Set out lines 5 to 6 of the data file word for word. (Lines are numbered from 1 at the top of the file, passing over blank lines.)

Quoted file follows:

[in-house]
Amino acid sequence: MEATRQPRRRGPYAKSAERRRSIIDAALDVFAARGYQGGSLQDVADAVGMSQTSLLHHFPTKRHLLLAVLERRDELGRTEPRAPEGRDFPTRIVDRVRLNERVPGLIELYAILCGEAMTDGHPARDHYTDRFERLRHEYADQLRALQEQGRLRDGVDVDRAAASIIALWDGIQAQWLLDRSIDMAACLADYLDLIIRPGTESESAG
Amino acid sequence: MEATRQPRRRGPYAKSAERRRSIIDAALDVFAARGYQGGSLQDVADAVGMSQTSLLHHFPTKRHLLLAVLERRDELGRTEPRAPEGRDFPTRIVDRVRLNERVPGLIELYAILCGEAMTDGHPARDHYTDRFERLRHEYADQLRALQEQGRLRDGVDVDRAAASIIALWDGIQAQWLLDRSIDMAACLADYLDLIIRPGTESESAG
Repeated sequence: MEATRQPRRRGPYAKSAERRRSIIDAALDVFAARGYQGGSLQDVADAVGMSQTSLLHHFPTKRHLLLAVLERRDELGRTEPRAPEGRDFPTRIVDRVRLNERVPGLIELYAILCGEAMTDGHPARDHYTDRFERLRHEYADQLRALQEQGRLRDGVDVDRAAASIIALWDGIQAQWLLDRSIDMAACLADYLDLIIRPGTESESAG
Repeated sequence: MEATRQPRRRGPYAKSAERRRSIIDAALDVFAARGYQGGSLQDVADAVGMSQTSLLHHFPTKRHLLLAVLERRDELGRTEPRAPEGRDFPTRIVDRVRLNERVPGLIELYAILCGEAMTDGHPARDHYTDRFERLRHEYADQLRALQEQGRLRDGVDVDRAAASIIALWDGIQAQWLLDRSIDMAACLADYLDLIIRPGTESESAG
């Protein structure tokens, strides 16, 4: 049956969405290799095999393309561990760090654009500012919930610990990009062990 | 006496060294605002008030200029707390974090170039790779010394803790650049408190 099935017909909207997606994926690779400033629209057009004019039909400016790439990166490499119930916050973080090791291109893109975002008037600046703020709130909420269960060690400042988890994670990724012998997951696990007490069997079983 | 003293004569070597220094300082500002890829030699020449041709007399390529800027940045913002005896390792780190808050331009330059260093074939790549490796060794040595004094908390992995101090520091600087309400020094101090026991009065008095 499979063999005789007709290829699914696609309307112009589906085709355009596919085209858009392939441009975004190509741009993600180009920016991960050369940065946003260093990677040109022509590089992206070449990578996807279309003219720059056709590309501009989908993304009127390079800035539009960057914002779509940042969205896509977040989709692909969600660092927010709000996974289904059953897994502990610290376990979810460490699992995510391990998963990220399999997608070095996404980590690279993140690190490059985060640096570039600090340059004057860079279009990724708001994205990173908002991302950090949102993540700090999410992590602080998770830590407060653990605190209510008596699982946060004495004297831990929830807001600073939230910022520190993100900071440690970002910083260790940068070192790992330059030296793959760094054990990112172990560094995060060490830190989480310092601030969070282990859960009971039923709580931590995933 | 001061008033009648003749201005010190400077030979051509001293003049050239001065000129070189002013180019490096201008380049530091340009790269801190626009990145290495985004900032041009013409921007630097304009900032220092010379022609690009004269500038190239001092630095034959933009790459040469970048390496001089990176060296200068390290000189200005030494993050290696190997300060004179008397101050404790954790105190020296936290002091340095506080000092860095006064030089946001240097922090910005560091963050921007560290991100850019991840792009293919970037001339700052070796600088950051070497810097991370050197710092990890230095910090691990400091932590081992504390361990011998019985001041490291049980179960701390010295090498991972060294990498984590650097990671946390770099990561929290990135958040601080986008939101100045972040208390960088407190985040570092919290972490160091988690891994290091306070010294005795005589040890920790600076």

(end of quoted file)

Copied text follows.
Repeated sequence: MEATRQPRRRGPYAKSAERRRSIIDAALDVFAARGYQGGSLQDVADAVGMSQTSLLHHFPTKRHLLLAVLERRDELGRTEPRAPEGRDFPTRIVDRVRLNERVPGLIELYAILCGEAMTDGHPARDHYTDRFERLRHEYADQLRALQEQGRLRDGVDVDRAAASIIALWDGIQAQWLLDRSIDMAACLADYLDLIIRPGTESESAG
């Protein structure tokens, strides 16, 4: 049956969405290799095999393309561990760090654009500012919930610990990009062990 | 006496060294605002008030200029707390974090170039790779010394803790650049408190 099935017909909207997606994926690779400033629209057009004019039909400016790439990166490499119930916050973080090791291109893109975002008037600046703020709130909420269960060690400042988890994670990724012998997951696990007490069997079983 | 003293004569070597220094300082500002890829030699020449041709007399390529800027940045913002005896390792780190808050331009330059260093074939790549490796060794040595004094908390992995101090520091600087309400020094101090026991009065008095 499979063999005789007709290829699914696609309307112009589906085709355009596919085209858009392939441009975004190509741009993600180009920016991960050369940065946003260093990677040109022509590089992206070449990578996807279309003219720059056709590309501009989908993304009127390079800035539009960057914002779509940042969205896509977040989709692909969600660092927010709000996974289904059953897994502990610290376990979810460490699992995510391990998963990220399999997608070095996404980590690279993140690190490059985060640096570039600090340059004057860079279009990724708001994205990173908002991302950090949102993540700090999410992590602080998770830590407060653990605190209510008596699982946060004495004297831990929830807001600073939230910022520190993100900071440690970002910083260790940068070192790992330059030296793959760094054990990112172990560094995060060490830190989480310092601030969070282990859960009971039923709580931590995933 | 001061008033009648003749201005010190400077030979051509001293003049050239001065000129070189002013180019490096201008380049530091340009790269801190626009990145290495985004900032041009013409921007630097304009900032220092010379022609690009004269500038190239001092630095034959933009790459040469970048390496001089990176060296200068390290000189200005030494993050290696190997300060004179008397101050404790954790105190020296936290002091340095506080000092860095006064030089946001240097922090910005560091963050921007560290991100850019991840792009293919970037001339700052070796600088950051070497810097991370050197710092990890230095910090691990400091932590081992504390361990011998019985001041490291049980179960701390010295090498991972060294990498984590650097990671946390770099990561929290990135958040601080986008939101100045972040208390960088407190985040570092919290972490160091988690891994290091306070010294005795005589040890920790600076």